Use of Information and Communications Technologies by Indigenous Civil Society Organizations in Ecuador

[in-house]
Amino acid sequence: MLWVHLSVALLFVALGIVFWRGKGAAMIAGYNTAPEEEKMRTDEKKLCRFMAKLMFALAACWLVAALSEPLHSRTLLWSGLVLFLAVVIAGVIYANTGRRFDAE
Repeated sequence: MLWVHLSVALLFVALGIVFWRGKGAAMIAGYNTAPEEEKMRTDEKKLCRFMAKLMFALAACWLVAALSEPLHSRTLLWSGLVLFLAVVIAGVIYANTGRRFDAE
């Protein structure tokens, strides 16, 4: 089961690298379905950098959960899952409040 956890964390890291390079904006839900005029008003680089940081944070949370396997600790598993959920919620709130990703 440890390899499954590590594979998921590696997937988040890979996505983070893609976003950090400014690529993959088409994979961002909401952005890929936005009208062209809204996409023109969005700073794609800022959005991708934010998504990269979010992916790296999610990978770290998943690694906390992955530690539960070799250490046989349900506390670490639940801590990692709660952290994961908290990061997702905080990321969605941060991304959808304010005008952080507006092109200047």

Indigenous peoples are among the most marginalized population groups in the Western Hemisphere. In Latin America, they have engaged in diverse forms of collective action with varying degrees of success. Previous research has studied the “traditional” social movement strategies used by some of the more successful groups. We know relatively little, however, about how Indigenous groups use information and communication technologies (ICTs) to pursue their goals and engage in civic participation. While a growing number of researchers are studying the use of ICTs for the purpose of mobilization, recent studies on the use of technology by social movements tend to focus on a handful of high-profile Western cases of large-scale mobilization. Transnational NGOs have worked with Indigenous organizations to transfer technology and help set up webpages, social media accounts and hardware but we still know little about how they are being used and in what direction these technologies affect the power relationship in this very distinct social and political context. This study fills some of the gaps in our knowledge by looking at how Ecuadorian Indigenous organizations are using ICTs, the barriers they face and the factors that enhance or diminish their capacity to use technology effectively. It finds that while there are benefits and disadvantages, the barriers these groups face with respect to ICTs may be tipping the balance of power away from Indigenous movements.